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Data for the three main surface global annual average temperature datasets are now available for 2011.

HadCrut3

According to (one of the ) HadCrut3 databases 2011 was the 12th warmest year, with a temperature anomaly of 0.342, behind 2010, 2009, 2007, 2006, 2005, 2004, 2003, 2002, 2001, 1998 and 1997.

The rating for the individual months, compared to the same month in previous years in HadCrut3 is as follows;

January, 15th warmest.

February, 14th warmest.

March, 13th warmest.

April, 11th warmest.

May, 10th warmest.

June, 8th warmest.

July, 9th warmest.

August, 8th warmest.

September, 13th warmest.

October, 13th warmest.

November, 14th warmest.

December, 13th warmest.

 

NasaGiss

According to NasaGiss 2011 was the 9th warmest year with a temperature anomaly of 52. It was cooler than 2010, 2009, 2007, 2006, 2005, 2003, 2002 and 1998, although as we have said before such accuracy given the errors of 0.1 deg C in all global temperature datasets are superfluous.

The rating for the individual months, compared to the same month in previous years in NasaGiss is as follows;

January, 10th warmest.

February, 11th warmest.

March, 10th warmest.

April, 5th warmest.

May, 9th warmest.

June, 8th warmest.

July joint warmest along with 2009 and 1998.

August warmest.

September, 9th warmest.

October, 8th warmest.

November, 11th warmest.

December, 8th warmest.

 

Note the warm, record breaking July and August, but compare these months to the same months in the HadCrut3 and Noaa databases, in which they were nothing out of the ordinary for the past decade.

 

Noaa

According to Noaa database  2011 was the 11th was the warmest year, with a temperature anomaly of 0.5112, behind 2010, 2009, 2007, 2006, 2005, 2004, 2003, 2002, 2001, 1998. Note that 2008 was only 0.01 deg C cooler than 2011.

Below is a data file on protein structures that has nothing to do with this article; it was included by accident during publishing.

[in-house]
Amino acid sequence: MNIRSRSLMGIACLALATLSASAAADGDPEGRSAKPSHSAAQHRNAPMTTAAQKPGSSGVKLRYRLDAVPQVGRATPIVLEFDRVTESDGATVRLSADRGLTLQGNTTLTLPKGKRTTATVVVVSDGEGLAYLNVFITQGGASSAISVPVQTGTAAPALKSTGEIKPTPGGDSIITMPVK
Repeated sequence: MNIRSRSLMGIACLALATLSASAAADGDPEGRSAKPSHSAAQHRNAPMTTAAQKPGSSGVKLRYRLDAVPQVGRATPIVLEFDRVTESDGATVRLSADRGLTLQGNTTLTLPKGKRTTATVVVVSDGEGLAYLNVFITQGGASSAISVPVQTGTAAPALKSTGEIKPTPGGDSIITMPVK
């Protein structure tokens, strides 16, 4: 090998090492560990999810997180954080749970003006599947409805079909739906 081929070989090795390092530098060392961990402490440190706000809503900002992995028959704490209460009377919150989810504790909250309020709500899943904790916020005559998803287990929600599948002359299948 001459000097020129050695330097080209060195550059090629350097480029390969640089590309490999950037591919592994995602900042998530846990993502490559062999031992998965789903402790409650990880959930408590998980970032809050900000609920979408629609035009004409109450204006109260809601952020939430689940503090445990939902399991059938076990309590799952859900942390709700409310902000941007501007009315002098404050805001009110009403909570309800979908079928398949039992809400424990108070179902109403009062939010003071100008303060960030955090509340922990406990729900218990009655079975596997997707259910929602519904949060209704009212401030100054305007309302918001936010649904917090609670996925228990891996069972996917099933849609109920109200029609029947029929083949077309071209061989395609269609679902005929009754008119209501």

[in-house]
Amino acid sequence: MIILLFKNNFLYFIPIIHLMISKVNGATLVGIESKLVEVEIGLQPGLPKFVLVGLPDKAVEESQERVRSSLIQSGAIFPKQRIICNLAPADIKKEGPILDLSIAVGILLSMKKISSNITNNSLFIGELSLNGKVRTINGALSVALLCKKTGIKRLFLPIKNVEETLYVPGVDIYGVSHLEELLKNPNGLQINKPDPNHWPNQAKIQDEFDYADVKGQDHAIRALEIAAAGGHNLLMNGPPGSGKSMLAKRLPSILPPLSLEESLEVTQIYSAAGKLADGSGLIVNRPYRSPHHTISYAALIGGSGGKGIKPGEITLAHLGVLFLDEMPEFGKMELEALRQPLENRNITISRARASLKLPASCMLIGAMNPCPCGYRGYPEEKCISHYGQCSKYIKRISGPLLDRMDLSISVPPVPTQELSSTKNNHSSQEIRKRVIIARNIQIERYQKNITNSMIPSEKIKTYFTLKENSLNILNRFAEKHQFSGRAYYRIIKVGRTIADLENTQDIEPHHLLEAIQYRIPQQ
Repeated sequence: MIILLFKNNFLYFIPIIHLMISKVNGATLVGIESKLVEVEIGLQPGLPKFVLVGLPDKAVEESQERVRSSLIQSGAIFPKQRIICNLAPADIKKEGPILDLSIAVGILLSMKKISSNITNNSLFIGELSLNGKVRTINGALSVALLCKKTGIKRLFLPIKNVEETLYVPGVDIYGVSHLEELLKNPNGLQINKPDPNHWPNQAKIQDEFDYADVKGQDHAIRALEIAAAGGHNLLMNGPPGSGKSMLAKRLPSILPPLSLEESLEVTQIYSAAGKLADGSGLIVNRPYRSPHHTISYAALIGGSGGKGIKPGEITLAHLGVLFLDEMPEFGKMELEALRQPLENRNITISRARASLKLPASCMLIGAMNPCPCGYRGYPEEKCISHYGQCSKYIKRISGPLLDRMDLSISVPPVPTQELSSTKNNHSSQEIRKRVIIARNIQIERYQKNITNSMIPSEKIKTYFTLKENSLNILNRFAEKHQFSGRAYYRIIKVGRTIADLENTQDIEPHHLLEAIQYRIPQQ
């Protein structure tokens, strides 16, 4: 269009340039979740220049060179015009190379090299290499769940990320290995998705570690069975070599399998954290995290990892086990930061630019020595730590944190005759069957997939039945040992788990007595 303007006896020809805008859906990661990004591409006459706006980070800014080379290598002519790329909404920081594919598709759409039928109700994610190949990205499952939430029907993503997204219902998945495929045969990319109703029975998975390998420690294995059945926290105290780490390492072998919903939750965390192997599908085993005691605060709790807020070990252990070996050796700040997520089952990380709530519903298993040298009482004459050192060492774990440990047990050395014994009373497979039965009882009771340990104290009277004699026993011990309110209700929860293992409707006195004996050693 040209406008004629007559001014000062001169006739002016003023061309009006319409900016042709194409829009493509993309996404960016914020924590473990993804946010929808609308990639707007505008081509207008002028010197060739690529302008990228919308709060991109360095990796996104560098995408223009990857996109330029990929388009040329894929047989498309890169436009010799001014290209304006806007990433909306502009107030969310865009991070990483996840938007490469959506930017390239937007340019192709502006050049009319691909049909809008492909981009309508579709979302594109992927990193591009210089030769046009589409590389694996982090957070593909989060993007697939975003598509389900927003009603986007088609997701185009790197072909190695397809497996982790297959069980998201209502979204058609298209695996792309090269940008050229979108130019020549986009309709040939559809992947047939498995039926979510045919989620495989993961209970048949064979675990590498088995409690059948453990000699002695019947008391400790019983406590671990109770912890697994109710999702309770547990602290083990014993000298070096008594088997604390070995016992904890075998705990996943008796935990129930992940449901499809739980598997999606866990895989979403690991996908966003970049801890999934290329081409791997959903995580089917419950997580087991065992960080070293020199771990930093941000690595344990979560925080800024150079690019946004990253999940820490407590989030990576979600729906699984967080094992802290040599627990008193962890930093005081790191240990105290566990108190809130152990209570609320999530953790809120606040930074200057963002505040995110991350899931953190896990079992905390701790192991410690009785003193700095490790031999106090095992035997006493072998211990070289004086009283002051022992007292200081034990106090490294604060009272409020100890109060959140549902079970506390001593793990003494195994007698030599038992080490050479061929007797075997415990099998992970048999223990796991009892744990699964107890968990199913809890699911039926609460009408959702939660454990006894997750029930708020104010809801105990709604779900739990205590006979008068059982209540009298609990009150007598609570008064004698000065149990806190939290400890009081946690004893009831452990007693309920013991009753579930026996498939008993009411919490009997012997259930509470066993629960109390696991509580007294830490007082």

The rating for the individual months, compared to the same month in previous years in Noaa is as follows;

January, 12th warmest.

February, 14th warmest.

March, 12th warmest.

April, 7th warmest.

May, 10th warmest.

June, 7th warmest.

July, 7th warmest.

August, 8th warmest.

September, 8th warmest.

October, 8th warmest.

November, 14th warmest.

December, 12th warmest.

 

Overall, data from 2011 in all three temperature databases continue to display the lack of increase in global annual average temperature since at least 2001. The standstill is now entering its second decade.

In a press statement released 4th January the UK Met Office said that their predictions for 2011 was that it would have a temperature anomaly of 0.44 with a range of 0.28 – 0.60. Once again the Met Office were wrong (if we use the CRU HadCrut3 while we await the Met Office version) as 2011 was 0.1 deg cooler. Note that the range of temperatures offered 0.28 – 0.60 encompasses every year since 1997 with 0.60 being 0.08 higher than the 1998 temperature record. Hardly a good prediction.

I disagree with the statement in the press release: Adam Scaife, Head of Monthly to Decadal Forecasting at the Met Office said: “While 2010 was a record warm year, in 2011 we saw a very strong La Niña which can temporarily cool global temperatures.”

2010 was not a record year, according to the most commonly used version of HadCrut3. 2011 did indeed have a La Nina which cooled the planet. It is an omission on the Met Office’s part not to say that 2010 was an El Nino year that warmed the planet.

The Met Office predicts that 2012 will have a temperature anomaly of 0.480, making it the warmest year after the powerful 1998 El Nino year which had 0.529. However, if 2012 was 0.48 it would not alter the statistics post 2001. Given the errors 2012 would be a continuation of the lack of temperature increase seen in the past decade or so.

 

Feedback: david.whitehouse@netzerowatch.com